To whom the cheerful sun lends never light,
Nor when he mounts the star-sustaining heaven,
Nor when he stoops earth, and sets up the even,
But night holds fix’d wings, feather’d all with banes,
Above those most unblest Cimmerians.

– from Homer’s Odyssey, trans. George Chapman (Book XI)

Immediately after, Odysseus arrives at the dusky entrance to the Underworld.

The real people of Cimmeria (pronounced and sometimes spelt Kimmeria) are almost as cloaked in mystery as their land is in Homer. It is hard to find decent, non-racially motivated or Conan-related material on the internet about the Cimmerians. I use ‘Who were the Cimmerians?’ by Tim Bridgman for much of my information.

The first mentions of these ancient people (who existed largely from the 8th to 7th centuries BC) are in Assyrian texts. They are depicted as a powerful and mobile military threat to the Assyrians and to the proto-Armenian empire of Urartu. Durnig the 7th century, the great Assyrian king Ashurbanipal writes of a Cimmerian enemy. Ashurbanipal is known for collecting a vast library at Nineveh (which includes the Epic of Gilgamesh), for his popularity and for his cruelty to enemies (including putting a dog-chain through an enemy king’s jaw and forcing him to live in a kennel).

Ashurbanipal_by_Damnans

Ashurbanipal by Damnans

Ashurbanipal has some stern things to say about his Cimmerian enemy, a leader called Tugdamme. Ashurbanipal’s inscription is found in Babylon and addressed to the god Marduk:

Tugdamme…disregarded the oath of the gods…not to sin against the border of my land, and he was not in awe of thy honoured name. I overthrew him, according to your divine message which you did send, saying: ‘I will destroy his power’.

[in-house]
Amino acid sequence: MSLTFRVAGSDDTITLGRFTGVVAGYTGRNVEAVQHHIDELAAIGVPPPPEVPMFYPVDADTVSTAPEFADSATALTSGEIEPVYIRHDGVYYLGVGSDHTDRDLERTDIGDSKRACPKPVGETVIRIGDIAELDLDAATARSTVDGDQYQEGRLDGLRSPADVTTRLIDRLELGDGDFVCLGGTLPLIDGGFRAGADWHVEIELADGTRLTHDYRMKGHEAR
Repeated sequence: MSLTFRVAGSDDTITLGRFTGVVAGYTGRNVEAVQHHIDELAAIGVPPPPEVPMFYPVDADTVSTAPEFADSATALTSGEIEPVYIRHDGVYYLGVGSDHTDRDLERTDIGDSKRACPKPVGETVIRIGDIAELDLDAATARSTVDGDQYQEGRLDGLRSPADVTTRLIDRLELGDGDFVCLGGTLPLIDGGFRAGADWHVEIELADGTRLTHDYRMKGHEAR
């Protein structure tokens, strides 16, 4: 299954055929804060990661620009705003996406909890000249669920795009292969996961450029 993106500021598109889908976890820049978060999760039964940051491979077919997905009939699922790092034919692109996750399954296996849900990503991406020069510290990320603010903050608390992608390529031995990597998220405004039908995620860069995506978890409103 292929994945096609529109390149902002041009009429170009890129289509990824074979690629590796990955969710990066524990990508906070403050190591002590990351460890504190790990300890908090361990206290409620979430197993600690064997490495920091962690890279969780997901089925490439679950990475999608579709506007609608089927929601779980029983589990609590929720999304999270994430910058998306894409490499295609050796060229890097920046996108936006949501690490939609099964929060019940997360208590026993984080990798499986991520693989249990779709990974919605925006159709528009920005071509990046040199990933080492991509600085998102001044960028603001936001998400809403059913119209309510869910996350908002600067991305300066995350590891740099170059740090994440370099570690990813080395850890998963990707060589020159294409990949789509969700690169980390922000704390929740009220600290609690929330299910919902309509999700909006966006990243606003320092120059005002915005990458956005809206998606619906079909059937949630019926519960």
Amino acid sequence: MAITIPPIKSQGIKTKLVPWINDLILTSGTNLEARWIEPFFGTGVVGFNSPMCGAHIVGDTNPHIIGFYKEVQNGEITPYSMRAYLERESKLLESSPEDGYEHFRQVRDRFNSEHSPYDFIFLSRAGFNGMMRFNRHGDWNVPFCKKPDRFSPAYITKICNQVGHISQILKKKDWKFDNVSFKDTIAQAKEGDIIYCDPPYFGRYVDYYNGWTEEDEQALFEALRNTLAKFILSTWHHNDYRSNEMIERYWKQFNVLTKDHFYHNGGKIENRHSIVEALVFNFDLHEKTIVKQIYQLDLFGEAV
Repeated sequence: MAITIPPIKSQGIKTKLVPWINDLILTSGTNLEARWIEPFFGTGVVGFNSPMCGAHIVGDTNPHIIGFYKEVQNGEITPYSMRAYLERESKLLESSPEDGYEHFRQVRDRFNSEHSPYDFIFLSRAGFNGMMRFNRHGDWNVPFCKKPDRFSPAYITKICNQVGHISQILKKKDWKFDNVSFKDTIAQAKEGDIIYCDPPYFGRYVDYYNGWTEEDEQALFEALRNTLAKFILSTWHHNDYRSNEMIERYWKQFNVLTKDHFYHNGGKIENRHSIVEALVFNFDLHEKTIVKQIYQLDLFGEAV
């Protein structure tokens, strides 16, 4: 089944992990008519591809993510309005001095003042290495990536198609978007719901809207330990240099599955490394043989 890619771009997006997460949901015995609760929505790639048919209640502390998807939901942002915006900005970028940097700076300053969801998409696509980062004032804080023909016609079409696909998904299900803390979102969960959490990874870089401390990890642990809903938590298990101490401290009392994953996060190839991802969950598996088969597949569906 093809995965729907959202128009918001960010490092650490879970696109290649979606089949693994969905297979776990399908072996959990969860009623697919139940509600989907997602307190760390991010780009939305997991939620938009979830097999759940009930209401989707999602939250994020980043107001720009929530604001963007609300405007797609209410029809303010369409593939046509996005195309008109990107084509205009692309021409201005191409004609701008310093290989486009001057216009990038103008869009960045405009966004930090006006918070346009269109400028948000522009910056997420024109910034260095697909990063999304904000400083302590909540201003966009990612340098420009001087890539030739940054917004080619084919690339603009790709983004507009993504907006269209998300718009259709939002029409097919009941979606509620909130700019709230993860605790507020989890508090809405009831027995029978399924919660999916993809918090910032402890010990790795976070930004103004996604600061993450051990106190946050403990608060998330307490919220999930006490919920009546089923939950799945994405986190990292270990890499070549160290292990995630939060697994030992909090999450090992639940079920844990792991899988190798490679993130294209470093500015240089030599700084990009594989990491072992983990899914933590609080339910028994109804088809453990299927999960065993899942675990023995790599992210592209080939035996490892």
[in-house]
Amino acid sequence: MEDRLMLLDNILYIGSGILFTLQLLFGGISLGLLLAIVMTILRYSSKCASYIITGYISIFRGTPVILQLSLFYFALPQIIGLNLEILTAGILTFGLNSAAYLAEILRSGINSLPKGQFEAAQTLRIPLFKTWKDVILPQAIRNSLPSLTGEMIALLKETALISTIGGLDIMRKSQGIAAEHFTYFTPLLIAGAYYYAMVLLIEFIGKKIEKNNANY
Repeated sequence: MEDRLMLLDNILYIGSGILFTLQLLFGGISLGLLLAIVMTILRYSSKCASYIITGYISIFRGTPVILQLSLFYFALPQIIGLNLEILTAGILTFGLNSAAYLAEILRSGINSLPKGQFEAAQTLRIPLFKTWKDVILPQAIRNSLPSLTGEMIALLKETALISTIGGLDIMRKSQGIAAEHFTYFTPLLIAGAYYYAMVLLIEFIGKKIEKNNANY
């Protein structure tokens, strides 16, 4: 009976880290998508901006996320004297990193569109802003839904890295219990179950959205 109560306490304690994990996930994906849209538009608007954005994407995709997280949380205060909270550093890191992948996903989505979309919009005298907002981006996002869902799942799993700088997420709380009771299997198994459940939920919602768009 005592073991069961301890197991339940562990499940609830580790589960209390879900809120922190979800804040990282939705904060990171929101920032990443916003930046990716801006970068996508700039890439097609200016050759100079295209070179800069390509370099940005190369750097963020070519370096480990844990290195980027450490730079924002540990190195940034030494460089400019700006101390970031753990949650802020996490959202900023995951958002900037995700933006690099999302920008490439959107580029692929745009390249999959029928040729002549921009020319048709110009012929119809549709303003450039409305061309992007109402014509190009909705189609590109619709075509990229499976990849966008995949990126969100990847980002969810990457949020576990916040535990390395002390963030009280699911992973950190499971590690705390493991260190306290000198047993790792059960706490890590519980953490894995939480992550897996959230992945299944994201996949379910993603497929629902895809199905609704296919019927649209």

Being a mighty Assyrian, I’m sure he probably destroyed Tugdamme. The Cimmerians didn’t have all that much luck, historically.

marduk

Marduk; teaching a lesson some fool like a Cimmerian who doesn’t keep his promises

No one is quite sure of the Cimmerians’ origins but with a little help from Herodotus, we can piece together a narrative. The Cimmerians were probably a settled people, not nomads, and lived around the northern Black Sea area. The Cimmerians moved south across rivers, across the Caucasus and harried the borders of the Assyrian and Urartian empires. But the Scythians of the east ultimately expanded into the Cimmerians’ home territory and drove them away, perhaps assimilating some of them in the process.

Scythians

Scythians

Before the Cimmerians lost their homeland to the Scythians, Herodotus describes how the leaders chose not to flee with the rest. Instead, they fought with each other in equal numbers until all had slain each other. That way, they could all die and be buried in their native soil.

Konstantin Bogayevsky

Painting by Konstantin Bogayevsky

It is possible, although not universally accepted, that Cimmerian migrations after the Scythian expansion led to the Cimmerians moving much further into Europe and making them ancestors to Celtic or Germanic people. It is possible this connection was in Robert E. Howard’s head when he created his own version of the Cimmerian people, the barbarian race of Conan. Howard’s Cimmerians live in harsh, gloomy and mountainous conditions. They are uncivilized but they are generally noble and just.

conan the cimmerian by brom 2

Conan the Cimmerian by Brom

Perhaps Conan isn’t all that bad a way to at least start remembering the Cimmerians, since we have such meagre historical/archaeological evidence of the people. Howard’s Cimmerians and Conan are completely fictional, taking only inspiration from history. But then, so was Homer’s vision of the Cimmeria, right at the gateway to the Underworld. So shrouded in history’s silence and literature’s fancy, I suppose the Cimmerians are better remembered through myth and mist than not at all.

Foggy Mountain by leventep

Foggy Mountain by leventep

It was so long ago and far away
I have forgotten the very name men called me.
The axe and flint-tipped spear are like a dream,
And hunts and wars are like shadows. I recall
Only the stillness of that sombre land;
The clouds that piled forever on the hills,
The dimness of the everlasting woods.
Cimmeria, land of Darkness and the Night.

– from ‘Cimmeria’ by Robert E. Howard